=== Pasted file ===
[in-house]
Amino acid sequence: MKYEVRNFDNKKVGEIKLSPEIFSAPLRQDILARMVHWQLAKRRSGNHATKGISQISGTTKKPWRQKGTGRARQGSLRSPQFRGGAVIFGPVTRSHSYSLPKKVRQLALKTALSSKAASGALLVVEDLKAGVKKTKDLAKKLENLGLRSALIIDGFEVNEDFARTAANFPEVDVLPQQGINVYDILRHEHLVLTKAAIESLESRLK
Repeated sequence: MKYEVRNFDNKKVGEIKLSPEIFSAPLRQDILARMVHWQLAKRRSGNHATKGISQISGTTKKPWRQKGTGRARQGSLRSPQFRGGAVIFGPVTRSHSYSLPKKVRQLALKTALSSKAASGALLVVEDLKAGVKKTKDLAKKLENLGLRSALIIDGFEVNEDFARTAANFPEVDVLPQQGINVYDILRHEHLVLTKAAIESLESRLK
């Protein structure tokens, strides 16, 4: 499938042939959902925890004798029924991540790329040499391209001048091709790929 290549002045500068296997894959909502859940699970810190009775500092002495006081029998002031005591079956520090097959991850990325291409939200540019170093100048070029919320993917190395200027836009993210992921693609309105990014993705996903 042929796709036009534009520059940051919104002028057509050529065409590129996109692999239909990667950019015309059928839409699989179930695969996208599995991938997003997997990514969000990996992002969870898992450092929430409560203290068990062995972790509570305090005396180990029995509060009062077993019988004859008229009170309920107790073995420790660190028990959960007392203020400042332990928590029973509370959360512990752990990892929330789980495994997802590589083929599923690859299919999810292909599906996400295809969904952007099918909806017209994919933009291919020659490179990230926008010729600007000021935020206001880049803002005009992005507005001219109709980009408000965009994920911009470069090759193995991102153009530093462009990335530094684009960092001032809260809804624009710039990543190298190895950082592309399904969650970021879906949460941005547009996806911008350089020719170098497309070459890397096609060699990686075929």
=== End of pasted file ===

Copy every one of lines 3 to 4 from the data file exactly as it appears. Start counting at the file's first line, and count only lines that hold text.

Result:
Repeated sequence: MKYEVRNFDNKKVGEIKLSPEIFSAPLRQDILARMVHWQLAKRRSGNHATKGISQISGTTKKPWRQKGTGRARQGSLRSPQFRGGAVIFGPVTRSHSYSLPKKVRQLALKTALSSKAASGALLVVEDLKAGVKKTKDLAKKLENLGLRSALIIDGFEVNEDFARTAANFPEVDVLPQQGINVYDILRHEHLVLTKAAIESLESRLK
């Protein structure tokens, strides 16, 4: 499938042939959902925890004798029924991540790329040499391209001048091709790929 290549002045500068296997894959909502859940699970810190009775500092002495006081029998002031005591079956520090097959991850990325291409939200540019170093100048070029919320993917190395200027836009993210992921693609309105990014993705996903 042929796709036009534009520059940051919104002028057509050529065409590129996109692999239909990667950019015309059928839409699989179930695969996208599995991938997003997997990514969000990996992002969870898992450092929430409560203290068990062995972790509570305090005396180990029995509060009062077993019988004859008229009170309920107790073995420790660190028990959960007392203020400042332990928590029973509370959360512990752990990892929330789980495994997802590589083929599923690859299919999810292909599906996400295809969904952007099918909806017209994919933009291919020659490179990230926008010729600007000021935020206001880049803002005009992005507005001219109709980009408000965009994920911009470069090759193995991102153009530093462009990335530094684009960092001032809260809804624009710039990543190298190895950082592309399904969650970021879906949460941005547009996806911008350089020719170098497309070459890397096609060699990686075929």